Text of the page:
Sophie Claudet, euronews: “So, the UK is planning to enforce a ban on legal highs sometime in May, but we’ve seen in the Republic of Ireland the ban
Sophie Claudet, euronews:
“So, the UK is planning to enforce a ban on legal
highs sometime in May, but we’ve seen in the Republic of Ireland the ban has not deterred users, so what’s the point of a ban altogether?”
Andrew Cunningham, EMCDDA Supply Reduction and New drugs Unit:
“Well, I think most of the time when countries that introduce legislation of this type, like in Ireland, like in Poland before, the main point is to remove the new psychoactive substances. This time we’re talking about taking the legal high products from open sale, removing them from shops and open online sale, so that people can’t then just go in off the street into a shop and buy psychoactive substances.”
“You’re saying that at least a ban has forced these
shops, these so-called “head shops”, to close?”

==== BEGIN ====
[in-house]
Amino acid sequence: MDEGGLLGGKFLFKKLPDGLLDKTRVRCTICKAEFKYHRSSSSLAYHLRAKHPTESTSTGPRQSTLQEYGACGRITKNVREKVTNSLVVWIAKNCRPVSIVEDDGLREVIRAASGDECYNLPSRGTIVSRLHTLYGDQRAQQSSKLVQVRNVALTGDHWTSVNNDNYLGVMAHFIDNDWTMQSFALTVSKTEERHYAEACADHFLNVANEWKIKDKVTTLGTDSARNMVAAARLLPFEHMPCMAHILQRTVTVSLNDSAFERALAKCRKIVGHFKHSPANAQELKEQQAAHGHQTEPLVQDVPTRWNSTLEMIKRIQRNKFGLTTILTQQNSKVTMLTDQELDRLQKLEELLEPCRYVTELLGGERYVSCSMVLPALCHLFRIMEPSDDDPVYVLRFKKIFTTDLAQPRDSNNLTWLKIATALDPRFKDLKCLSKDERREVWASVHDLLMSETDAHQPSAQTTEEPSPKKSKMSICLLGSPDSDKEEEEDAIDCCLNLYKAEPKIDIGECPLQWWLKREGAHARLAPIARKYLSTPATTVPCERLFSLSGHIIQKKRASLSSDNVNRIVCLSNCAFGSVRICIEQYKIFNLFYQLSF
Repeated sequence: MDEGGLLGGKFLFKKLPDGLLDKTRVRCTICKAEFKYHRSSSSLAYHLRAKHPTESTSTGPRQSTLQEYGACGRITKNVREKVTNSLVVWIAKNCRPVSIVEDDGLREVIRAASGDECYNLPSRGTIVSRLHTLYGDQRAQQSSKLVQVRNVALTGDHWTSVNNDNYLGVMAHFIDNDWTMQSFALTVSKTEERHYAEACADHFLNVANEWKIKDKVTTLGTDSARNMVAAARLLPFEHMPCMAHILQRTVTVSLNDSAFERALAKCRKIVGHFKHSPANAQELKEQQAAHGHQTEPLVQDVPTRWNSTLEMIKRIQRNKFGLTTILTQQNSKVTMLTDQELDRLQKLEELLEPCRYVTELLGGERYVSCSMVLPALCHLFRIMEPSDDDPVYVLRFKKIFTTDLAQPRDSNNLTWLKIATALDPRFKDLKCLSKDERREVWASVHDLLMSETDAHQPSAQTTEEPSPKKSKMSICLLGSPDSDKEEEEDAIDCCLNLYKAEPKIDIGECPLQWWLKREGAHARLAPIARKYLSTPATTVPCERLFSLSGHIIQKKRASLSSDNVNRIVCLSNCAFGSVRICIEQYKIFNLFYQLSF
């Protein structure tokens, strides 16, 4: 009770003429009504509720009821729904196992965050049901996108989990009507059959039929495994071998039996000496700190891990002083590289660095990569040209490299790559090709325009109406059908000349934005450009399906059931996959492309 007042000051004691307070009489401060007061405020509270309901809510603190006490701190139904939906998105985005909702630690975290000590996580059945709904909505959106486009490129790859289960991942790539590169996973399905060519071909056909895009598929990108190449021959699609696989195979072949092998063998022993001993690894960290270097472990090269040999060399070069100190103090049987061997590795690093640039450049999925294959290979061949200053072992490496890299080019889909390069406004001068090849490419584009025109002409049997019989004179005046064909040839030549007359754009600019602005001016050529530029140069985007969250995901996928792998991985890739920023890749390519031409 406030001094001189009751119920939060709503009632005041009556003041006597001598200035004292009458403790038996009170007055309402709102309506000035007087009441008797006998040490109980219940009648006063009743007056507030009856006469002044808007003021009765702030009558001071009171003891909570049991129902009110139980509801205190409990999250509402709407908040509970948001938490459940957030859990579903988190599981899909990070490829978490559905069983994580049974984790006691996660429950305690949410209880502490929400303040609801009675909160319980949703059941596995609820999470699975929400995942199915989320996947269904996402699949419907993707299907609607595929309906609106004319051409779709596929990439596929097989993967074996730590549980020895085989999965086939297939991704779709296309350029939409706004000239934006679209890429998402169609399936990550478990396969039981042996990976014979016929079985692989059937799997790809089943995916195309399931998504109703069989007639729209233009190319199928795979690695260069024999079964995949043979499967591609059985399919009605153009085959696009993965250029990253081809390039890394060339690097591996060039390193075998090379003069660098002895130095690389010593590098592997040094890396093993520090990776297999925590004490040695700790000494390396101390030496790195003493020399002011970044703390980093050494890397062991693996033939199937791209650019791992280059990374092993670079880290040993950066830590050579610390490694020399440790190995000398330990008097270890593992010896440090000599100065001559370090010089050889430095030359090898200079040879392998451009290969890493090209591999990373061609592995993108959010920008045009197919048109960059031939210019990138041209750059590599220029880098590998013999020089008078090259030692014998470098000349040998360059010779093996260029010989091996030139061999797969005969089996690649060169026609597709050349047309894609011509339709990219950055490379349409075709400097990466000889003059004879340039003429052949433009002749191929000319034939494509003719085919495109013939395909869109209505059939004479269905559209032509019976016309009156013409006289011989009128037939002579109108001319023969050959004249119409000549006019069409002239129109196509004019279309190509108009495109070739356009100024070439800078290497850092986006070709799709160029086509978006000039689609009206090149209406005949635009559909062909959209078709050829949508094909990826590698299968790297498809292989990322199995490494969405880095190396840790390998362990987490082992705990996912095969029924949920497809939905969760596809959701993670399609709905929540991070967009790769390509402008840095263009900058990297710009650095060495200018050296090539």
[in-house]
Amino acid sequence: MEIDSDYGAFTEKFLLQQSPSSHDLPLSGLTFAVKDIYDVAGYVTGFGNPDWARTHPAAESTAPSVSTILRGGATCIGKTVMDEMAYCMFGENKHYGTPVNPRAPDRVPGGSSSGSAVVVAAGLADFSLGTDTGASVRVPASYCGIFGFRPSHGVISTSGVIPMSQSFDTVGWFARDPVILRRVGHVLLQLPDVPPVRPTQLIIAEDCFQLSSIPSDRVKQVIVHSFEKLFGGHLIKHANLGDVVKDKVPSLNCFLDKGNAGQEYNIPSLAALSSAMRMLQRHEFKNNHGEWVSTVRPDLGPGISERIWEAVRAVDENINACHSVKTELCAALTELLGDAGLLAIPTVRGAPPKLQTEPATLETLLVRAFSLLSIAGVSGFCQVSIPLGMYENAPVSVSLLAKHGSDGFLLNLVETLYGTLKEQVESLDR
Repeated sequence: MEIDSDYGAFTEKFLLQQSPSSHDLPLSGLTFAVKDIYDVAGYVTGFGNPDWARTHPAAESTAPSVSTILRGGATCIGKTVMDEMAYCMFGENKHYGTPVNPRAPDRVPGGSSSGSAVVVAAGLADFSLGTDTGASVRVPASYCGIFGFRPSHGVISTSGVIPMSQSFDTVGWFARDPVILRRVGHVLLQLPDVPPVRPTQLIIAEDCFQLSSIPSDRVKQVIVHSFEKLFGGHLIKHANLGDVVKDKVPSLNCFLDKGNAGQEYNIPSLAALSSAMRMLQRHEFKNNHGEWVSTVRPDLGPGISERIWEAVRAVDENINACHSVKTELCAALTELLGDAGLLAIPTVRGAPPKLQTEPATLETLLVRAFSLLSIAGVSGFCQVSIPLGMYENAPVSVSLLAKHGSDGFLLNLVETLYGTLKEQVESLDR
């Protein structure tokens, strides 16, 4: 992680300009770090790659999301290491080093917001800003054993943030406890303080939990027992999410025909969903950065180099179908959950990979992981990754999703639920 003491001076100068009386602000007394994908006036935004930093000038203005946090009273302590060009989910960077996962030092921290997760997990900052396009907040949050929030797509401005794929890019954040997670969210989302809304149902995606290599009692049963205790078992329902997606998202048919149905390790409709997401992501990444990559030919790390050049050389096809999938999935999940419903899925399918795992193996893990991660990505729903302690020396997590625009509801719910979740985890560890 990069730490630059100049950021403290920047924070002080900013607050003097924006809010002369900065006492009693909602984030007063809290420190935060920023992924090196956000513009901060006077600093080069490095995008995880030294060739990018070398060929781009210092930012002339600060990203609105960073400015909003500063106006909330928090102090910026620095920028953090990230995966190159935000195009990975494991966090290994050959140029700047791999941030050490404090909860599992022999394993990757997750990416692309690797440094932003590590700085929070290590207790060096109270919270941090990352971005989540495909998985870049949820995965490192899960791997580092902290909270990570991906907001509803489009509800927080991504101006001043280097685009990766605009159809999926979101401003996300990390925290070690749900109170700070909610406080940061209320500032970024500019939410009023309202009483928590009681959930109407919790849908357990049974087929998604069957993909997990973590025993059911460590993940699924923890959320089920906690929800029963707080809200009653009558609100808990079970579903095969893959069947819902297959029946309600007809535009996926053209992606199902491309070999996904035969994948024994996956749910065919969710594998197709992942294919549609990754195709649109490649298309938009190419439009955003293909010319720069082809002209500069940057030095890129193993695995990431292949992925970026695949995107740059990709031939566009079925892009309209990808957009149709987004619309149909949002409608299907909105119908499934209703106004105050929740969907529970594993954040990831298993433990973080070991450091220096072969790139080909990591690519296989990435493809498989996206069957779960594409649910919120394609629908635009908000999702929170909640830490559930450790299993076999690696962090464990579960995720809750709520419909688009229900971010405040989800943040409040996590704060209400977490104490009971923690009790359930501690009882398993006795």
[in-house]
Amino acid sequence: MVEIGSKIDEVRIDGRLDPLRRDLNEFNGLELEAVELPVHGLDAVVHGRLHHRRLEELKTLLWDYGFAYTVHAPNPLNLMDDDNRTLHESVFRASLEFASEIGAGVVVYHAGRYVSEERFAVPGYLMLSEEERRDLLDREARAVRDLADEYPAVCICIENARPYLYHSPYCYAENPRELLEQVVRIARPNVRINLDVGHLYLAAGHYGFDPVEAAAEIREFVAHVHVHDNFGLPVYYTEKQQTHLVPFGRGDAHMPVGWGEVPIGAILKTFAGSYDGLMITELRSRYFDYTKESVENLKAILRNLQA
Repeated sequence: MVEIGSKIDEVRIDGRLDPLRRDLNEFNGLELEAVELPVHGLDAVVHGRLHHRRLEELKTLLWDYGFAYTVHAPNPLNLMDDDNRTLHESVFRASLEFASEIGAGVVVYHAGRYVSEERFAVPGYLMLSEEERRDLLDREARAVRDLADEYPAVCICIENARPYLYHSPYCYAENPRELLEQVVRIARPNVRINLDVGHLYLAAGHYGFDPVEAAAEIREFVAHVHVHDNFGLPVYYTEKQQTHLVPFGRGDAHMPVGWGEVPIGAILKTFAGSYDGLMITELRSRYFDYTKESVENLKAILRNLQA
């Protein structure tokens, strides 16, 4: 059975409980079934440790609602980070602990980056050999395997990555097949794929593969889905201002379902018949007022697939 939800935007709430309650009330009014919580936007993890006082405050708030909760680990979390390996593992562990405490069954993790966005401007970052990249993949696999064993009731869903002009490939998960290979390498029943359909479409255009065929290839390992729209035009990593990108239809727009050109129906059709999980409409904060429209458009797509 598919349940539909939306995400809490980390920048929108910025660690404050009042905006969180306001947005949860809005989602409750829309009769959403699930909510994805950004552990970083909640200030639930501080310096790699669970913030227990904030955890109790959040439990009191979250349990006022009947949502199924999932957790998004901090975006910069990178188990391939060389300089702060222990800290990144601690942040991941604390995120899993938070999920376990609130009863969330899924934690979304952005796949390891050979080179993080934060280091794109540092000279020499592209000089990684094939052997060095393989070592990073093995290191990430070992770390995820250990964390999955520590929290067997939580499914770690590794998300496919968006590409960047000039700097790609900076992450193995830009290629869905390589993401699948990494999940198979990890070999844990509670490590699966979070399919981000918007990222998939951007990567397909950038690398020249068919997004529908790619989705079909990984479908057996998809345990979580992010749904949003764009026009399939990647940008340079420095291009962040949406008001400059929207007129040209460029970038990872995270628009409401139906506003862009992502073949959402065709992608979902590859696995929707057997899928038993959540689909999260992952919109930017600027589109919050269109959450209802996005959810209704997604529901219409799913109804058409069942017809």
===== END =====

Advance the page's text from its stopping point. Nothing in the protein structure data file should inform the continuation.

“Not necessarily to close but certainly to remove these products from their shelves, which in terms of reducing the harm may have a profound impact. You mentioned that it hasn’t deterred users in the Irish model, but there has been no formal evaluation of the Irish drug law to say that is what has happened there.”
“We saw in our story in Germany that it is possible to crack down on labs. How can law enforcement agencies prevent so-called legal highs to be sold on the internet? Is it a lost battle?”
“It depends on the legal situation and the legislative framework that’s available to the police at the time. For example, if a particular substance is not controlled in one country then they will find it very, very difficult if another country says ‘We want you to stop your internet shop from selling those products to my country’, because if the drug is not controlled then law enforcement is powerless to do anything about it.
Now, at a European level we have what we call the early-warning system on new psychoactive substances, and one of the points of this system is to exchange information among the European member states, and when we identify substances which cause particular harm we can take measures to assess the risks and potentially that can lead to EU-wide controls on that particular substance.
In those circumstances that can lead to a level playing field where law enforcement agencies can exchange data, they can take joint initiatives…”
“Even on the internet?”
“Yes, against the online vendors, even on the internet, and there are many examples of international efforts where that has worked.”